"I don't think it's haphazard at all," said Danaher, an assistant supervisor with the department. "Places like Fells Point and Federal Hill are more difficult to value because the numbers on recent sales are all over the place. You walk down a street like Battery Avenue and every one of those houses is completely different. This is not like Cedonia, where all the rowhouses were built in 1958 with the exact same construction style."

In determining "fair market value" of a property, appraisers consider improvements and area home sales. Though the Federal Hill market is on an upswing -- some homes are selling for 30 percent to 50 percent more than they would have three years ago -- real estate agents say prices have not necessarily caught up with valuations.

Three years ago, David Marshall couldn't understand why the value of his one-bedroom rowhouse in the 200 block of Cross St. dropped about 5 percent. Now, he's baffled by an 80 percent increase that raised its value to $108,000.

The 29-year-old engineer said he has made minimal improvements to his home. "I touched up the paint on the wrought-iron railing and replaced the linoleum floor in the kitchen," he said. "Who knew that was worth a $49,000 increase?"

Architect Robert R. Gisriel also counts himself among the confused. The value of his three-bedroom rowhouse in the 1100 block of William St. dipped from $106,000 to $80,000 while that of the three-bedroom property he rents out in the first block of Montgomery St. jumped from $166,000 to $192,000.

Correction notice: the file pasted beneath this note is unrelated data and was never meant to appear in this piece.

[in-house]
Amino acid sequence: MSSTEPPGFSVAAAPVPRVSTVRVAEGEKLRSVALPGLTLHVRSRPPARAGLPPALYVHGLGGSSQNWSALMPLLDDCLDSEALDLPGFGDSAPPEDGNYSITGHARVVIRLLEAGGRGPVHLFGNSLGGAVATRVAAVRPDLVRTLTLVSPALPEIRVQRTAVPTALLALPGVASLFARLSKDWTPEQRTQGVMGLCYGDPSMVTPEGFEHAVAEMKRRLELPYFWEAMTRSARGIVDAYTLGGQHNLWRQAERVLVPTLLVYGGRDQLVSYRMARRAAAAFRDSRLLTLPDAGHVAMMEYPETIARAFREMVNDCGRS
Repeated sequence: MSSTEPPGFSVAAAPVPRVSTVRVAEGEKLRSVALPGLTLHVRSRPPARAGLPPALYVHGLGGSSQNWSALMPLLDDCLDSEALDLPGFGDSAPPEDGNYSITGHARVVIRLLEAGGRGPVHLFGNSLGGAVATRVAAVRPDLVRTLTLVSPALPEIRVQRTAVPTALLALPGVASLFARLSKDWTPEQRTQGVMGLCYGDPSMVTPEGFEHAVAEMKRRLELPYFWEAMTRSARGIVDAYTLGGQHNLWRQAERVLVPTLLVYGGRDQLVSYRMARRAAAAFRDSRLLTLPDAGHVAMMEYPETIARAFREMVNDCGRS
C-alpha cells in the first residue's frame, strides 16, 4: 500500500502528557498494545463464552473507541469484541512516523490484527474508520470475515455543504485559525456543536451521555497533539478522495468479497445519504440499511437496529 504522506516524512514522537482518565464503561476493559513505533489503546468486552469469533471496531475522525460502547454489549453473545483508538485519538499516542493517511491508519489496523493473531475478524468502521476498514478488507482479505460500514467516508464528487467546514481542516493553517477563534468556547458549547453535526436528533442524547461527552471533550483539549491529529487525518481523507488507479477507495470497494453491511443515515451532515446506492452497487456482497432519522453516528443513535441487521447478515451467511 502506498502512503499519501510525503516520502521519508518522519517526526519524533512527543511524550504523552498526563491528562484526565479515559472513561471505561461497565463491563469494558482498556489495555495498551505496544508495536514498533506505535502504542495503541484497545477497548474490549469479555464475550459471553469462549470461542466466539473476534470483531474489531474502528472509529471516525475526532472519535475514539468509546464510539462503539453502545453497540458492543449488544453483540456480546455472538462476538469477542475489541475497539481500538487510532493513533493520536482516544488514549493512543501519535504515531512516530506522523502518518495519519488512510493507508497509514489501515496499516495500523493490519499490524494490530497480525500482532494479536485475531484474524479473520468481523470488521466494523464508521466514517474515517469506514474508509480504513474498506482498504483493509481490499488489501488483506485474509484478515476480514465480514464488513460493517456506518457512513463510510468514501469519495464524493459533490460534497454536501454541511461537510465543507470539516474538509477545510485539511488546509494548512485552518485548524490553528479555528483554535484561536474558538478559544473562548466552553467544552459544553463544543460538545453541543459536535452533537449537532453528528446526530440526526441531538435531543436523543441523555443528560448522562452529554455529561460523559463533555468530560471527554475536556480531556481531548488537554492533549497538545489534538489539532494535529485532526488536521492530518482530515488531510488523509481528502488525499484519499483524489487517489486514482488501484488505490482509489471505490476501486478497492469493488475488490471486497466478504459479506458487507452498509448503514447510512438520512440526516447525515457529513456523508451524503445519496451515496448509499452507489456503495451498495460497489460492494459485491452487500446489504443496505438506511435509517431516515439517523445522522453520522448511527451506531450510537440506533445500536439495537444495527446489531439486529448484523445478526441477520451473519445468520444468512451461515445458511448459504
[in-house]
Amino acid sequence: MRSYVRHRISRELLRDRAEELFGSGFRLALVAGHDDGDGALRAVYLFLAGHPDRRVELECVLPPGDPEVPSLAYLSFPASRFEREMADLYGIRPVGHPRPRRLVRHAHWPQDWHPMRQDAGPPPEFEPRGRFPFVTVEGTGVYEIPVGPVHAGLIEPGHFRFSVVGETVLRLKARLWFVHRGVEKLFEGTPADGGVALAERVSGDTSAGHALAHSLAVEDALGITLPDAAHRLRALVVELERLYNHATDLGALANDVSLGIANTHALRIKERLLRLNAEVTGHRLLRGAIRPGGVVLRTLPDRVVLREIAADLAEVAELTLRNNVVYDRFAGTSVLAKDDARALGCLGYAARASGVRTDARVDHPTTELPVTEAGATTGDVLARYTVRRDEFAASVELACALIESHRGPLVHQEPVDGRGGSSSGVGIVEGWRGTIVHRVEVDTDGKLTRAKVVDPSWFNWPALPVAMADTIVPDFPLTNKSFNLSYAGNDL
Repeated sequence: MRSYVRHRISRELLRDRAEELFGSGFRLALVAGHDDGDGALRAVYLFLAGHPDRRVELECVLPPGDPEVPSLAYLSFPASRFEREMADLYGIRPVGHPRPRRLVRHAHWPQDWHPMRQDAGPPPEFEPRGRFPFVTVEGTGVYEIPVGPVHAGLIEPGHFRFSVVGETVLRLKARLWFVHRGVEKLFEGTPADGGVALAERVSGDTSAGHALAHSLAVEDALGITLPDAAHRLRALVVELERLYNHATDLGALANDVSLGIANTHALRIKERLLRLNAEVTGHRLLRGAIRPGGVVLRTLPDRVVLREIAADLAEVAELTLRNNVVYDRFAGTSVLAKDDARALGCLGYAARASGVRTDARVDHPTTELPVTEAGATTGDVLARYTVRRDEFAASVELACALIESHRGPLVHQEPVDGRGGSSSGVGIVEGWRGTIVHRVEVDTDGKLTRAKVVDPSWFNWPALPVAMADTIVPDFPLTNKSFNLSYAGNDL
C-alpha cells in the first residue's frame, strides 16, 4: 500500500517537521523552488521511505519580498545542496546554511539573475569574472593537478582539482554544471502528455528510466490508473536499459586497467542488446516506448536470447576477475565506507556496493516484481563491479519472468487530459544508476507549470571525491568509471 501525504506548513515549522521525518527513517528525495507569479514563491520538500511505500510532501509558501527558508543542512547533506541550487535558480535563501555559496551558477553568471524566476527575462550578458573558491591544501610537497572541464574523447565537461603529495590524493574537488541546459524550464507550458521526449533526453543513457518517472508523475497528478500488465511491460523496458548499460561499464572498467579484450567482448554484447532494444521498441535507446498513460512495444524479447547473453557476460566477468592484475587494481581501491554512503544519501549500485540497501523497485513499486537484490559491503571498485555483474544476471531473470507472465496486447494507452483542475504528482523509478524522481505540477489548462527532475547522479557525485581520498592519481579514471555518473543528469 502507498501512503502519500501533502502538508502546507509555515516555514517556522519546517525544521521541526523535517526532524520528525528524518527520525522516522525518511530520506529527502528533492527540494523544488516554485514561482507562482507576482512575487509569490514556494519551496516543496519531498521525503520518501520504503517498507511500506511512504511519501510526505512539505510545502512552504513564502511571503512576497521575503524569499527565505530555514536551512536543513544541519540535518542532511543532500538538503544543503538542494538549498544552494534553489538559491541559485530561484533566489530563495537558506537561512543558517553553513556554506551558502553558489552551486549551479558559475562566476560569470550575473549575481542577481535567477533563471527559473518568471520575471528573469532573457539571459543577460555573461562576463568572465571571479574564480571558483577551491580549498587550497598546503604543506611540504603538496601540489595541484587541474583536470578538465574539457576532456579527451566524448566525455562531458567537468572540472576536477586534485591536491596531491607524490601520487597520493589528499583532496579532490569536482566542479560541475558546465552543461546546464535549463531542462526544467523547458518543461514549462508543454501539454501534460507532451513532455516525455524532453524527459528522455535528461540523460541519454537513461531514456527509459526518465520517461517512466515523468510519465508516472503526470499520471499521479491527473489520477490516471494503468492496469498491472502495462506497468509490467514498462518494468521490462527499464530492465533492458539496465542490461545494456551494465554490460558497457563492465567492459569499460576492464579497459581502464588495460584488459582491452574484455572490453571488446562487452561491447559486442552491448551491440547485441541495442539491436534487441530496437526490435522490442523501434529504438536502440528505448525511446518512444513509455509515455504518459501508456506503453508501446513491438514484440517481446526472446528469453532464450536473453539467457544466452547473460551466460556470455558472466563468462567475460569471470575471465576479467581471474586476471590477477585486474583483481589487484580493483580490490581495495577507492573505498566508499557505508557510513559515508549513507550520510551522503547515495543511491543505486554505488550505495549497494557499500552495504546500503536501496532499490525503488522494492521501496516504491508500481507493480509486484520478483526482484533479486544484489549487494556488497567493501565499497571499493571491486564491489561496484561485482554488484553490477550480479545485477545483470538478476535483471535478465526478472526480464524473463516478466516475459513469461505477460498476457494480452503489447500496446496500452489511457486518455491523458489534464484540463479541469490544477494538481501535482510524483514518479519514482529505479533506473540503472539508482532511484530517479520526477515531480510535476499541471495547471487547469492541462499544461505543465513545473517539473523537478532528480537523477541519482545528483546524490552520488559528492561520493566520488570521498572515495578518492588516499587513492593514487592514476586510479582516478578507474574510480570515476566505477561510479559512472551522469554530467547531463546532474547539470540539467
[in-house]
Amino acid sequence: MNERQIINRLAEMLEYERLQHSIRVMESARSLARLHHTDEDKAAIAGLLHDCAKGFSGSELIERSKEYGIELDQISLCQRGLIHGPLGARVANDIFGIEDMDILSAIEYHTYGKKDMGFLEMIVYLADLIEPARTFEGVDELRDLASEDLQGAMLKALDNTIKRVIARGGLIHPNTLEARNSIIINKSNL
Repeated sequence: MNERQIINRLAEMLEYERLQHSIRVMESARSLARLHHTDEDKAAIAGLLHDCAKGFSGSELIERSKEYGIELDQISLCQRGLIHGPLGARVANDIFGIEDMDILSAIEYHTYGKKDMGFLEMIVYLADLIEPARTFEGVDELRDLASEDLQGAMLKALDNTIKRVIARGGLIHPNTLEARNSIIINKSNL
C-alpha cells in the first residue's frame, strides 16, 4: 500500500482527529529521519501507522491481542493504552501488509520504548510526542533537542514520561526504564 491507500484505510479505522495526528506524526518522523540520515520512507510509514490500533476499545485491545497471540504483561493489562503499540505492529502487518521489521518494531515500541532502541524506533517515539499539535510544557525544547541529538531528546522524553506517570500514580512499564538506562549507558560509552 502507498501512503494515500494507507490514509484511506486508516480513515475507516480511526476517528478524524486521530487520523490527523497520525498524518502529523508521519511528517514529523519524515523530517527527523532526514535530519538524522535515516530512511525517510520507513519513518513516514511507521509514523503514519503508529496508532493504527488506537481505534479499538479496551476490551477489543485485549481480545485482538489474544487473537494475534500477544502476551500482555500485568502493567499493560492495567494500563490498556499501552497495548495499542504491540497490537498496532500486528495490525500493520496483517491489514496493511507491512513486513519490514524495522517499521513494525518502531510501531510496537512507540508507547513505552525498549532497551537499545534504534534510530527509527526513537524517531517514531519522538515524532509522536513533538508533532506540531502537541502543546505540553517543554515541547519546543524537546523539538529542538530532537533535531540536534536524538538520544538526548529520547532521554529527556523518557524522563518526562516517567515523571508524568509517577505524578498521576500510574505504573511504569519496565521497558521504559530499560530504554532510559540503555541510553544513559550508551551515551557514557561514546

"It's impossible that the two would be so extreme. They're only five blocks apart from each other," he said. "It makes no sense."

Those who calculate the assessments acknowledge that theirs is an "inexact science," as Danaher puts it.

With about 210,000 residences in Baltimore, appraisers look at an estimated 70,000 properties each year through the triennial assessment process started in 1980. Regardless of an assessment increase, officials pointed out, city property tax increases for homeowners are limited to 4 percent a year.

"Sometimes values do increase because [locations] are desirable," Danaher said. "Are there some mistakes on there? Probably. But if a property is overvalued, it's easy for us to bring it back down."

Between 4,000 and 5,000 people appeal residential assessments each year. Absentee landlords account for about 3,000 of the appeals, Danaher said, leaving 1,000 to 2,000 homeowner appeals. An estimated 30 percent to 40 percent of the homeowners who appeal receive reductions, he said.

Details of the three-step appeal process are on the back of the assessment notices, which were mailed Jan. 1.

Carrico and his neighbors say they will appeal, armed with their analysis of the neighborhood. If they can't get their assessments reduced individually, they are prepared to hire an attorney to see what can be accomplished as a group.

Meanwhile, Carrico jokes about his new front door. "It's made an $80,000 difference," he said, laughing. "That's what it must be. It's a doggone dream door."